From the moment Sony announced the PS Vita's second analog stick, you could hear Call of Duty fans around the world scurry about with excitement. Finally there would be a portable game system that could accurately recreate competitive first-person shooters. And just in time to piggyback with Black Ops II, Activision has delivered on the promise with an exclusive Call of Duty title for the handheld market. Boy are longtime fans of the series going to be mad when they play Call of Duty: Black Ops Declassified.
After releasing seven different versions on modern game consoles, you would think that Activision might know how a thing or two about making a Call of Duty game. At this point the formula is so obvious that even a C-list developer should be able to hammer out a workable Call of Duty game. Apparently that is not the case, because Black Ops Declassified is an unmitigated disaster. Not just a disappointing Call of Duty spin-off, this PS Vita exclusive is one of the worst games of the year.
Expanding the fiction of Black Ops, players switch between Special Forces operative Alex Mason and Sergeant Frank Woods. Set between 1975 and 1982, Black Ops Declassified is meant to fill in some of the gaps and further the mythology of these two characters. We see these men sabotaging missiles in Russia, meet up with a Stasi defector in Germany, snipe hostage takers in Nicaragua and recover the CIA analysts in South Vietnam.
Although each mission starts out with an obnoxious cinema, there's really no story tying everything together. There's no overarching bad guy to fight against or even an ending once you've completed the game, Black Ops Declassified is just a series of one-off missions. Perhaps all this has resolution in Black Ops 2, but as a standalone Call of Duty narrative, Declassified is a complete failure.
If inept storytelling was the only problem, then perhaps I might give Black Ops Declassified a pass. But we're only getting started. The ten missions only take five or six minutes to complete, some are as short as 120 seconds. It's possible to complete all ten stages in less than an hour, making this the shortest first-person shooter I've ever played. The game wants you to speed through these stages; there's even a stop watch keeping time in the lower corner of the screen.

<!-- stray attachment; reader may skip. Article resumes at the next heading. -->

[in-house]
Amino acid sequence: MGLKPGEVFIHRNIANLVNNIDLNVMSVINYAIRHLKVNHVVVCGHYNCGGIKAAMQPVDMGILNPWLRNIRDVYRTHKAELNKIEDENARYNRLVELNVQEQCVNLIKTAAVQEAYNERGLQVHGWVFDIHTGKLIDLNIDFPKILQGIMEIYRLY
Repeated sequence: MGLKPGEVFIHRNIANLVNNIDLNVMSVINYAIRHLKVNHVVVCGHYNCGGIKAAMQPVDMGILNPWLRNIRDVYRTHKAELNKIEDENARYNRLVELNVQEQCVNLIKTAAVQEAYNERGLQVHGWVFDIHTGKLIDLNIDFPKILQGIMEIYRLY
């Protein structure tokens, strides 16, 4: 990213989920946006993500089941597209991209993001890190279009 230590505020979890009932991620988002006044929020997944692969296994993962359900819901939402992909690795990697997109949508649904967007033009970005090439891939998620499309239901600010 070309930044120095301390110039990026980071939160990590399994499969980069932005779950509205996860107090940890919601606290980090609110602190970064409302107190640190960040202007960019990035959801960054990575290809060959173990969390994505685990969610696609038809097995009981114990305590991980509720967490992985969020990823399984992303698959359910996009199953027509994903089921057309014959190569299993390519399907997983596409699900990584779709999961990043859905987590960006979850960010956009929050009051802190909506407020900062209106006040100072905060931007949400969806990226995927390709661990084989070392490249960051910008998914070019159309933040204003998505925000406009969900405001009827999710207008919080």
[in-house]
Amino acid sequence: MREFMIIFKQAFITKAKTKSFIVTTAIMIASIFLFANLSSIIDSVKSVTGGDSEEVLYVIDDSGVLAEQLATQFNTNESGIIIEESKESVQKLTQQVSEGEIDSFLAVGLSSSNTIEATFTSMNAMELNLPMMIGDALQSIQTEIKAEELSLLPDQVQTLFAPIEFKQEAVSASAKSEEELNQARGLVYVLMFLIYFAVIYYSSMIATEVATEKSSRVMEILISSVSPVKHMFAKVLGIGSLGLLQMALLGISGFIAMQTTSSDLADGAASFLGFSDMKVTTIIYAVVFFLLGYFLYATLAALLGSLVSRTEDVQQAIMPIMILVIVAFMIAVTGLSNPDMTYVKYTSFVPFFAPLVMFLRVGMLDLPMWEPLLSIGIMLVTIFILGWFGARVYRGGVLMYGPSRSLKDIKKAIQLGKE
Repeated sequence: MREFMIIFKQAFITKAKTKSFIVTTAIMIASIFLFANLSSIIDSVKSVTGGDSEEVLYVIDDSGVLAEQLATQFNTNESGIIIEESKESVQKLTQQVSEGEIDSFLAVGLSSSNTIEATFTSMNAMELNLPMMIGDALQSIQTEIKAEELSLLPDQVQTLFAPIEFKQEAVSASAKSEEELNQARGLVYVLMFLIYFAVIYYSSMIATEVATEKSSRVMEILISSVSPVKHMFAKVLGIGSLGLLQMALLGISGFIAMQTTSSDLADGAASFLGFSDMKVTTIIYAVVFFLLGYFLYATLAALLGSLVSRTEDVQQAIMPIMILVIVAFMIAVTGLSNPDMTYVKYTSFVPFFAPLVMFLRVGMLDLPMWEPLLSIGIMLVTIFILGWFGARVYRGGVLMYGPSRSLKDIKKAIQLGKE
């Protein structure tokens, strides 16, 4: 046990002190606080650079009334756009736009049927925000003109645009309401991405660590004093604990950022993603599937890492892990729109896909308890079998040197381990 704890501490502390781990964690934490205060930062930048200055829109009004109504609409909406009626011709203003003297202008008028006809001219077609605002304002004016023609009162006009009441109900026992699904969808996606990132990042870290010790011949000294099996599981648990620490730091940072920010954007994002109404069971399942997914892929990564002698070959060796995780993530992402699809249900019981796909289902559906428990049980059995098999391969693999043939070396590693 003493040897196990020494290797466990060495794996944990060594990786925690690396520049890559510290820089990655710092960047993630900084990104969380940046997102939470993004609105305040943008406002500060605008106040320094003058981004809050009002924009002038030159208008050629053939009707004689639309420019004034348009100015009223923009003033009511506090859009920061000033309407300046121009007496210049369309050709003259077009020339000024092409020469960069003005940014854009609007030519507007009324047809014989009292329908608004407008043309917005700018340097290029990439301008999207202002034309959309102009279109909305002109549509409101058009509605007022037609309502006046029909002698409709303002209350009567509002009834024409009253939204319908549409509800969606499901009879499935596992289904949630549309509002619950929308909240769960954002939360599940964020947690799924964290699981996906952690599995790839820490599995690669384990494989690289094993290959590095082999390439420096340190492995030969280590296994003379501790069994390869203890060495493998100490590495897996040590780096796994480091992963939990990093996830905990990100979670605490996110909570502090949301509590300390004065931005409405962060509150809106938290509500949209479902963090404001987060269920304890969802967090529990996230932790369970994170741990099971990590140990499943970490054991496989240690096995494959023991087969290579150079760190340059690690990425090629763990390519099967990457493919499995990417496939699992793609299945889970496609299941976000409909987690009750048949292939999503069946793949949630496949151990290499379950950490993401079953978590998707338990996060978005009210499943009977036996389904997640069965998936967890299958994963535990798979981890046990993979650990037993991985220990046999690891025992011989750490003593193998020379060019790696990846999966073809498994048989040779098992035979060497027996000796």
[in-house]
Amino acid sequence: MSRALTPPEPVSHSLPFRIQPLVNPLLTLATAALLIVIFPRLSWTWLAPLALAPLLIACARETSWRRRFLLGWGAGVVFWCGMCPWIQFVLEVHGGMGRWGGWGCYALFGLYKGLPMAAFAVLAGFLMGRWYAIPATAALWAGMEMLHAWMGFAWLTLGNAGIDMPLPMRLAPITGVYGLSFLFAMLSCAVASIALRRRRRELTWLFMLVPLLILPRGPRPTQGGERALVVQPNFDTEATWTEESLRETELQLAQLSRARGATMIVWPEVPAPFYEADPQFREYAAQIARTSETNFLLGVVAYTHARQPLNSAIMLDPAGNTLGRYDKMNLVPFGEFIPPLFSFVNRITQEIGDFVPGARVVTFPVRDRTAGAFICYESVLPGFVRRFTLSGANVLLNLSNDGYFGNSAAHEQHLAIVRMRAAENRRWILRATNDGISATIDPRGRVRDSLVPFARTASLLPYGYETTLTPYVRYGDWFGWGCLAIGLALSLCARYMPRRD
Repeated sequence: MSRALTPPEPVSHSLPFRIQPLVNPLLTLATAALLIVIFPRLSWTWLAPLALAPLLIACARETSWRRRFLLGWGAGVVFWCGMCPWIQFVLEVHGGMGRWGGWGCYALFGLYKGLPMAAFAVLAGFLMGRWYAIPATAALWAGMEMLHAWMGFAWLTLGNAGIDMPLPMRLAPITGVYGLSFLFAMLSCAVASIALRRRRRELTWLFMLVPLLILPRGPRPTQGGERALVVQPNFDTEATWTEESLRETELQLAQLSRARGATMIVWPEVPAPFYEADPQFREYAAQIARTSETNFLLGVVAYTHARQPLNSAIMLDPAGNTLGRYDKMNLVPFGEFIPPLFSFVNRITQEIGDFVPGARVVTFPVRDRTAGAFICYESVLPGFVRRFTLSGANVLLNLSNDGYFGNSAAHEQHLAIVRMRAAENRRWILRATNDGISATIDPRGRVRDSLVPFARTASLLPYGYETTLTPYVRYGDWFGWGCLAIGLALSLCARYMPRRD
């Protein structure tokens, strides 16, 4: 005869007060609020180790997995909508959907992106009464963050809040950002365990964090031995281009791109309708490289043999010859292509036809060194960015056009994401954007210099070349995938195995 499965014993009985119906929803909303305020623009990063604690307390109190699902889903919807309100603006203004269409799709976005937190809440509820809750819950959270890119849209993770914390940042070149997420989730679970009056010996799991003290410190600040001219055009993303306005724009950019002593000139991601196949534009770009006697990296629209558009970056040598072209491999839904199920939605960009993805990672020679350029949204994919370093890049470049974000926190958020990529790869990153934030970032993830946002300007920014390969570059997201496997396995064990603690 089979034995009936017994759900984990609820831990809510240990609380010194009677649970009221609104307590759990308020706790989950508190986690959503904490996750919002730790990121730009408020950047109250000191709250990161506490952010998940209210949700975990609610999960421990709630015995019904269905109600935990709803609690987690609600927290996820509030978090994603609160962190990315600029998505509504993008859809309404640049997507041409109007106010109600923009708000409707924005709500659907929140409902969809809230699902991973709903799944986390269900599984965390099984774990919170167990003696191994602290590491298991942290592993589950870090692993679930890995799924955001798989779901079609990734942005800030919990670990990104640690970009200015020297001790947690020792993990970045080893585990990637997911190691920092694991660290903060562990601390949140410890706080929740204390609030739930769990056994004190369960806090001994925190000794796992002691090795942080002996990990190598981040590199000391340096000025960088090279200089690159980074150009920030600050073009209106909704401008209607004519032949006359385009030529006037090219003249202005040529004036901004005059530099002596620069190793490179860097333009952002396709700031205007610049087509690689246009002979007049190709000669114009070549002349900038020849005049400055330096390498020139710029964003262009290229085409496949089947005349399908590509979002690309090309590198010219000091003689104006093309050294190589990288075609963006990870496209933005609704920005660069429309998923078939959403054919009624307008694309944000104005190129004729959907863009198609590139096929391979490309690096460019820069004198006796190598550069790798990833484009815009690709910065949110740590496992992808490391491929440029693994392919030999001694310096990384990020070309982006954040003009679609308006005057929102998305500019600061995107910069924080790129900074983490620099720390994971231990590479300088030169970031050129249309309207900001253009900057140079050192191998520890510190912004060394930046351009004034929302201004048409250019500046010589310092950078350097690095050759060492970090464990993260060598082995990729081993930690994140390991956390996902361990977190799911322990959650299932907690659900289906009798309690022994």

This is one of the few times where I wish there was more padding. There are times in the pathetically short single-player campaign where everything feels rushed for no reason. Take the first stage, which has you fighting through the rain-soaked streets of Saigon, Vietnam. After spending five minutes following the narrow path, players will complete the mission and be told there's a helicopter en route with an ETA of three minutes. In most Call of Duty games, we would spend the next three minutes fighting off bad guys while we waited for the evacuation chopper to touch down. But not here; instead of waiting three minutes, we're rushed off to the next stage.
To make things worse, the developers opted against adding checkpoints throughout the stages. It's not that any of these levels are particularly long, but the average stage will contain a few different objectives to complete. Because dying at the end of a stage means starting it completely over again, you'll creep through the level with a new awareness of your mortality. All it takes is two armed guards to rush out and the last five minutes of your life will immediately go up in smoke.
Part of the problem is that the artificial intelligence is wildly inconsistent. There have been times when I could jump up and down in front of a bad guy for a full minute before he took a shot, while other times the enemies start shooting long before they can see me. Sometimes the character can take ten bullets without dying, yet other times I'll get pegged twice and instantly die.
Even if you can ignore the non-stop technical problems, Call of Duty's first PS Vita adventure is not worth taking. The single-player campaign is pathetically short, the multiplayer is broken and the visual presentation is below par. Call of Duty: Black Ops Declassified is a game that both disappoints and frustrates on every possible level!
This product was submitted by the publisher for review. As a rule, Defunct Games does not review games we spent money on. However, that does not always apply to classic/retro games. This specific product, however, came straight from a PR guy for the purposes of being reviewed!